I am sat beneath the ground as this is written. I am still, but the train is in motion. It speeds towards Walthamstow, where the service ends and I shall alight. (Obviously, this is posted later than now, when I write this.)
Much of this is because I have a penchant for spontaneity, especially where cocktails are involved, but mostly it appears to be an effect of TfL’s intermittent and irregular Sunday evening service. That I can write this is testament to the WordPress app’s developers, who sensibly decided that I should be able to draft offline. If I’m honest, although I could draft in a note application (ColorNote, to be precise), if I couldn’t draft offline I’d likely not be writing this. Its convenience for eating this lost time is to be lauded.
It’s not often that I think of the time I lose on public transport. I usually don’t think of it as loss. Often, I’m listening to my iPod and stifling the urge to air-guitar, especially if it’s just got to the solo of Judas Priest’s Between the Hammer and the Anvil. But currently its batteries are flat, and all I can hear is the whine of metal wheels on metal track, the whirr of unnecessary heating and no people speaking. It is this absilence that I must fill, and seeing that my subconcious is not distracted by metal, it needs to be put to other uses.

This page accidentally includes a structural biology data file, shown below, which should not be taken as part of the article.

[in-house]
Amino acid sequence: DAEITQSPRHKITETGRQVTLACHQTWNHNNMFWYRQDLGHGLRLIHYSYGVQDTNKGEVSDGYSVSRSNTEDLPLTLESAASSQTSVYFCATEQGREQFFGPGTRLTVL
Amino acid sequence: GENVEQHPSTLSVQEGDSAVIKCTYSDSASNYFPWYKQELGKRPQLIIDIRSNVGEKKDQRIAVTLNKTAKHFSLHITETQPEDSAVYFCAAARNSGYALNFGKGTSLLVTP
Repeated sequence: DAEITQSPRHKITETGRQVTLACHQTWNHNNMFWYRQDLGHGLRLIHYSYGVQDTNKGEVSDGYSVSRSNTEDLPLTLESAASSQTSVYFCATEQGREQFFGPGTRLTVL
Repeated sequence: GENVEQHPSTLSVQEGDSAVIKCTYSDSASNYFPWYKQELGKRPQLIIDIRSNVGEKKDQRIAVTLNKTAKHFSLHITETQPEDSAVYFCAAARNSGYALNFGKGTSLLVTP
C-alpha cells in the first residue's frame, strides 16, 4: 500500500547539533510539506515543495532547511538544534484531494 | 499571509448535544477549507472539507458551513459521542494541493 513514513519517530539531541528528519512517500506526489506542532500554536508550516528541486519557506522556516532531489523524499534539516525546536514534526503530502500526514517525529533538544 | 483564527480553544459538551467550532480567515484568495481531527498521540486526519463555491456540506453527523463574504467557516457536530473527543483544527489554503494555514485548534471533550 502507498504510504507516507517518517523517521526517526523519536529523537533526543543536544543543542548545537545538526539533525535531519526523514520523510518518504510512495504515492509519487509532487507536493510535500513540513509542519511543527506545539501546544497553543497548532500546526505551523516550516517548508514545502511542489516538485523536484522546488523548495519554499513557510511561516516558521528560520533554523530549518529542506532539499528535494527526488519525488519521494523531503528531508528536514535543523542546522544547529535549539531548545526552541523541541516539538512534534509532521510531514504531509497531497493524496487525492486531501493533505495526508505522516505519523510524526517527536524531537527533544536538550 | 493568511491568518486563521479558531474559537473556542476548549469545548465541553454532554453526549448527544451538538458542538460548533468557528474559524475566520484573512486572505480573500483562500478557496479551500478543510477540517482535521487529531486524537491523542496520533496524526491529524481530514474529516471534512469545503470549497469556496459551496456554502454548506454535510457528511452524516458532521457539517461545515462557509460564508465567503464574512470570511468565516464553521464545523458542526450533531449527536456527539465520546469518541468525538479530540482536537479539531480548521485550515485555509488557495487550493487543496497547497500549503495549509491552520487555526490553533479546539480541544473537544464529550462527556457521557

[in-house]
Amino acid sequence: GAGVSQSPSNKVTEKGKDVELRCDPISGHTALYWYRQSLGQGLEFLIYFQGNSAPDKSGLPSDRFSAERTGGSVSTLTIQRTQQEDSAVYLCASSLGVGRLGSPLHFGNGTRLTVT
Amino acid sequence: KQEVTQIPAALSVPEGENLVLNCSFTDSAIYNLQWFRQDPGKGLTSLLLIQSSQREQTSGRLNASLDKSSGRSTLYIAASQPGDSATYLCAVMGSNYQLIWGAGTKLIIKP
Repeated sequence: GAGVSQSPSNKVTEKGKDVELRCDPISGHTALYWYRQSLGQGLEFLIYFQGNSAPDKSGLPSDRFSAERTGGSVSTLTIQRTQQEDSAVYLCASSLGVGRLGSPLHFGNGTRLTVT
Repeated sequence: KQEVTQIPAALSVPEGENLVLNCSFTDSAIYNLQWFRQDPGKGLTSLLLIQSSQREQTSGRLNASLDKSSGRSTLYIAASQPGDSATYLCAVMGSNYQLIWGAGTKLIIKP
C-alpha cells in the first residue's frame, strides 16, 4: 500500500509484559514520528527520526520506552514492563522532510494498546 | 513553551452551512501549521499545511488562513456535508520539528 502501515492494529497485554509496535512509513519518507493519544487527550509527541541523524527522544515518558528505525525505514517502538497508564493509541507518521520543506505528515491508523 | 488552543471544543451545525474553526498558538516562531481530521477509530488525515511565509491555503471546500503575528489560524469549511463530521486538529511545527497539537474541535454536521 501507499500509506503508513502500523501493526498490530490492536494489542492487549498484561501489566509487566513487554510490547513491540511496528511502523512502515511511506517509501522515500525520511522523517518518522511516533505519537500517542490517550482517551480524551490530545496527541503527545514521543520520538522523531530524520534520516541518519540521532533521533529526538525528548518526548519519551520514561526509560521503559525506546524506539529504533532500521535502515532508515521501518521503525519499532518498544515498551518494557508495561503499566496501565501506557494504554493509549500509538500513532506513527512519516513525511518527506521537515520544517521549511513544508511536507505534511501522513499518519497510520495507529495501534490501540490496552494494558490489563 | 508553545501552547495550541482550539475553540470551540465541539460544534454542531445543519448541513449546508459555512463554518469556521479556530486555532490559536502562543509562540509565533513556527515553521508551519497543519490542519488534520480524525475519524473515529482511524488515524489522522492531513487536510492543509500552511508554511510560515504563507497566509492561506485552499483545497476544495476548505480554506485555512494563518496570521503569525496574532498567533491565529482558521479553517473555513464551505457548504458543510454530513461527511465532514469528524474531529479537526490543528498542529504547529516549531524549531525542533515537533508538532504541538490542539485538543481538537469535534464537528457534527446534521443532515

This was part of my NaNoWriMo experiment last November, to see how much I could fit into these lost minutes. Aside from a large chunk of writing completed at the write-ins, and a fair bit of catching up done at home, a lot of the half of my novel that exists now was written in transit.
A lot changed that month, and a lot has changed since then.
I ought not to forget that experiment. I can’t go online here. I’ve currently not (big) enough pockets to carry a book. My phone is always with me.
While I prefer writing first drafts pen on paper, I don’t have to. I should use more of this lost time.